Entire media companies are embracing anti-China rhetoric too. The Falun Gong-affiliated newspaper The Epoch Times backed President Trump in 2016, allying with him on the basis of his anti-China rhetoric in its crusade against the CCP. Their baseless claims started with “Spygate,” which alleged that Obama administration officials spied on and attempted to sabotage Trump’s 2016 campaign. The newspaper’s affiliates have since doubled down on unsubstantiated and even anti-Semitic allegations, such as claiming that elites like Bill Gates “direct” the Covid-19 pandemic and that a “Jewish mob” controls the world. As the organization has embraced dangerous conspiracies and QAnon, its influence has only grown in the online space. New Tang Dynasty Television and China Uncensored, two of its affiliated YouTube channels, have 1.29 million and 1.54 million subscribers respectively, not to mention a litany of other affiliated channels, social media pages, and even radio stations. This publication, once founded to counter propaganda, has morphed into the very concept it sought to destroy.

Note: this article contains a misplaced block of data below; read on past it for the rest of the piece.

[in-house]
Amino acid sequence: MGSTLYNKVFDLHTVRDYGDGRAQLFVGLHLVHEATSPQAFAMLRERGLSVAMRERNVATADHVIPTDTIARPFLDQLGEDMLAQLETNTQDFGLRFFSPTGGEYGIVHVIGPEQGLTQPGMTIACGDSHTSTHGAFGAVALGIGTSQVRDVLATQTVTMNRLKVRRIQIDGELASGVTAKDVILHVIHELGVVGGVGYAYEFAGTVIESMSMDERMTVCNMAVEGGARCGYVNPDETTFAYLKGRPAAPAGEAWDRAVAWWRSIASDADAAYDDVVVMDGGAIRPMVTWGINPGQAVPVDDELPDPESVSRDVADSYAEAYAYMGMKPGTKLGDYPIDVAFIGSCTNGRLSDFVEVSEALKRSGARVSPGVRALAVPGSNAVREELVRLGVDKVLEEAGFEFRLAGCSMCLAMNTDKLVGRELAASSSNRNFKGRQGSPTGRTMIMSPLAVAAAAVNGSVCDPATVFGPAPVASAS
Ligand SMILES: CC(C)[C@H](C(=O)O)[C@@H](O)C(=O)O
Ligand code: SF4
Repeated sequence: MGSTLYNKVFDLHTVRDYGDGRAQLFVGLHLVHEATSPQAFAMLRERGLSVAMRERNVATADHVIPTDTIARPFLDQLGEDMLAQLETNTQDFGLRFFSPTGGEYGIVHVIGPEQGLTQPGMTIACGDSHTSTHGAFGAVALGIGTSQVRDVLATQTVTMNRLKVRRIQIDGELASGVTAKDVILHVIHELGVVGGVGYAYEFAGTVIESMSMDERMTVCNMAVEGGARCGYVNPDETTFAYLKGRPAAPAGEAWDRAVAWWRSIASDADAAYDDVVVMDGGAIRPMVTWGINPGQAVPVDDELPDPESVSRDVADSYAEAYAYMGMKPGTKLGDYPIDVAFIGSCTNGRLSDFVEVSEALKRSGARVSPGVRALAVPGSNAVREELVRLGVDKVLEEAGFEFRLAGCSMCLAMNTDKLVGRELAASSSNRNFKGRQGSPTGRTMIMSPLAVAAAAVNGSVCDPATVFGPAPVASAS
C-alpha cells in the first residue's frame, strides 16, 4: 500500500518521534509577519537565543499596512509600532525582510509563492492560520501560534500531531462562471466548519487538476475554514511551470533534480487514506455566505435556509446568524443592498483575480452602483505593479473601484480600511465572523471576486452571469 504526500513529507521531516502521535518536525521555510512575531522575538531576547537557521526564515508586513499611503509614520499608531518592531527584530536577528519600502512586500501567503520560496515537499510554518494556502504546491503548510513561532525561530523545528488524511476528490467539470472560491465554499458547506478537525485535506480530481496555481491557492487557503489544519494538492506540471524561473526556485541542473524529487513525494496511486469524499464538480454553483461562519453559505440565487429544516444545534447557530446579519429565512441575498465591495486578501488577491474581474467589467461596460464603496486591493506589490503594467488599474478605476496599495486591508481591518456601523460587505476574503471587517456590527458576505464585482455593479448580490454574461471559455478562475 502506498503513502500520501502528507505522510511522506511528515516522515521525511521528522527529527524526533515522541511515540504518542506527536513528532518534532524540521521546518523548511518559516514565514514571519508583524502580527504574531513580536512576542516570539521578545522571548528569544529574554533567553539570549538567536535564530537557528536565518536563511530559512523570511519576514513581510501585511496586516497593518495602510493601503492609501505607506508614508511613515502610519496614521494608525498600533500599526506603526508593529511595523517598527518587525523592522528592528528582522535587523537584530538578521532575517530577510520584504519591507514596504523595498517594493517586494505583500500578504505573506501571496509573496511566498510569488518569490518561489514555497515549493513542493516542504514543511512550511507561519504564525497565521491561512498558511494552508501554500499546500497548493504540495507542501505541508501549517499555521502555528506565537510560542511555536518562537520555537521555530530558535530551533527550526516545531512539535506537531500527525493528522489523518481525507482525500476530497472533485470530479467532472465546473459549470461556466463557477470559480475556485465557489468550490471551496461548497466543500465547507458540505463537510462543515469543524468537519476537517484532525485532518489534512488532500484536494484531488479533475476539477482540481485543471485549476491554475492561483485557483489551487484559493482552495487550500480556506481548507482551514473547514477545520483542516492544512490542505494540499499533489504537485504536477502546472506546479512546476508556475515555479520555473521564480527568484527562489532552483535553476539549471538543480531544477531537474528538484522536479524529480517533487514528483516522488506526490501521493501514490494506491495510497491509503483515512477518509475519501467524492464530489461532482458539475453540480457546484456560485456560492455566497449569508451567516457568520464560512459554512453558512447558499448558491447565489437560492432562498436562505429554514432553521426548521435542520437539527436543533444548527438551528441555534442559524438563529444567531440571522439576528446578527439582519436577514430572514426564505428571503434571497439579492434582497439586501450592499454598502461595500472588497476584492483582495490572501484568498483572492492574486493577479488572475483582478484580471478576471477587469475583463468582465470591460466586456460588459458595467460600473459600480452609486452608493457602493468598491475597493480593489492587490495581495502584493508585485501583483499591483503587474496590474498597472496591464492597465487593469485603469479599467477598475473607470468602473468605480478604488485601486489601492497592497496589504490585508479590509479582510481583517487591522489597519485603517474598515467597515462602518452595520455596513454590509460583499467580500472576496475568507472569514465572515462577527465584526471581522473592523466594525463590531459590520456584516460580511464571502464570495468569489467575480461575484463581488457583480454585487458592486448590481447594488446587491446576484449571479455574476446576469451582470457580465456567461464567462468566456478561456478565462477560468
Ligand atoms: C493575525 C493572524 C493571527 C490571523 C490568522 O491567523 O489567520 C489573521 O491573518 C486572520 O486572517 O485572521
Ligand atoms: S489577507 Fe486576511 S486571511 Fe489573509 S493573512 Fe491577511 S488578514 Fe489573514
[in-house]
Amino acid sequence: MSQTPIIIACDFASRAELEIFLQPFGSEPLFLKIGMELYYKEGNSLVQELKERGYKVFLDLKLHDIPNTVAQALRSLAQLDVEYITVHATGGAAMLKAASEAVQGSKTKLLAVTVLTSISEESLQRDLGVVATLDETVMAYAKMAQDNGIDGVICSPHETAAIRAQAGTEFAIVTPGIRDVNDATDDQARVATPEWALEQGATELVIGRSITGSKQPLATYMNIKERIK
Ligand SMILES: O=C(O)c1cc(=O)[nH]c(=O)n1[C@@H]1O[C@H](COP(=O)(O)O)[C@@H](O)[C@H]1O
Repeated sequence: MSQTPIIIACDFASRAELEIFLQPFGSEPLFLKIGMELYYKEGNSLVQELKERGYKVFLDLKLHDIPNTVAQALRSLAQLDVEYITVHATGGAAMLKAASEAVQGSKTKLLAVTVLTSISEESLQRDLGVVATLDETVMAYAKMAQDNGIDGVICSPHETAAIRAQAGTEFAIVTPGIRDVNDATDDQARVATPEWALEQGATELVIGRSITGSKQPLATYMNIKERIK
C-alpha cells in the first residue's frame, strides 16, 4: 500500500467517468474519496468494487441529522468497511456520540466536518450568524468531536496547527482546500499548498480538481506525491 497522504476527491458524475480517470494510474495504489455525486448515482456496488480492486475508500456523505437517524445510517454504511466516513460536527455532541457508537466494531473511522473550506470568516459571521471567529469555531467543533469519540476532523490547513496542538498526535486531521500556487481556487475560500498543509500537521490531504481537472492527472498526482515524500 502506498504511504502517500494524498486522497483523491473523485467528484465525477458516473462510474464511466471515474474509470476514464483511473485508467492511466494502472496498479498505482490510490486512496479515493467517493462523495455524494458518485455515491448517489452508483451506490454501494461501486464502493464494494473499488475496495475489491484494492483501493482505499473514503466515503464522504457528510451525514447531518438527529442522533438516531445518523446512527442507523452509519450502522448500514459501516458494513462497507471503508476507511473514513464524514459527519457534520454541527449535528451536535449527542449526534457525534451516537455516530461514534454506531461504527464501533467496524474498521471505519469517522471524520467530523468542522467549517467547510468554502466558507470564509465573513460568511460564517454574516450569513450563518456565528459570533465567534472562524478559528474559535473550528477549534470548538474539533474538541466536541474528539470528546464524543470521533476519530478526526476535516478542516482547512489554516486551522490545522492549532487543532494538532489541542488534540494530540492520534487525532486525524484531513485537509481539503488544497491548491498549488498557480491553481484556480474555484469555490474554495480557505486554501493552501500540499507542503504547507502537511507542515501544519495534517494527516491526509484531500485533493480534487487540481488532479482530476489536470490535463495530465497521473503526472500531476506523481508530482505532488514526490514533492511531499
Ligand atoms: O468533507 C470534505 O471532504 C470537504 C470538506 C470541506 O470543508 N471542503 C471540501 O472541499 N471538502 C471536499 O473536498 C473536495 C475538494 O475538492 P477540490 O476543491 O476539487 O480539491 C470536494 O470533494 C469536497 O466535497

Some online content preys on ingrained racial prejudices that some Asian-Americans hold by distorting the Black Lives Matter movement and highlighting rare instances of violence during protests. These posts play into the “scarcity mindset” of some Asian immigrants. Those who subscribe to this way of thinking believe that opportunities for underprivileged racial minorities in American society remain limited, which pits Asian-Americans against Black Americans for equality and progress. This inflammatory content has found a receptive audience on WeChat, where users are not afraid to publicize their anti-Black sentiments. For example, when two Chinese men were shot and killed during a robbery attempt in Chicago in March 2020, WeChat users aired their frustrations through egregious anti-Black statements. “Black people’s lives are cheaper than dirt,” one user remarked. “These animals have no sense of limits,” said another.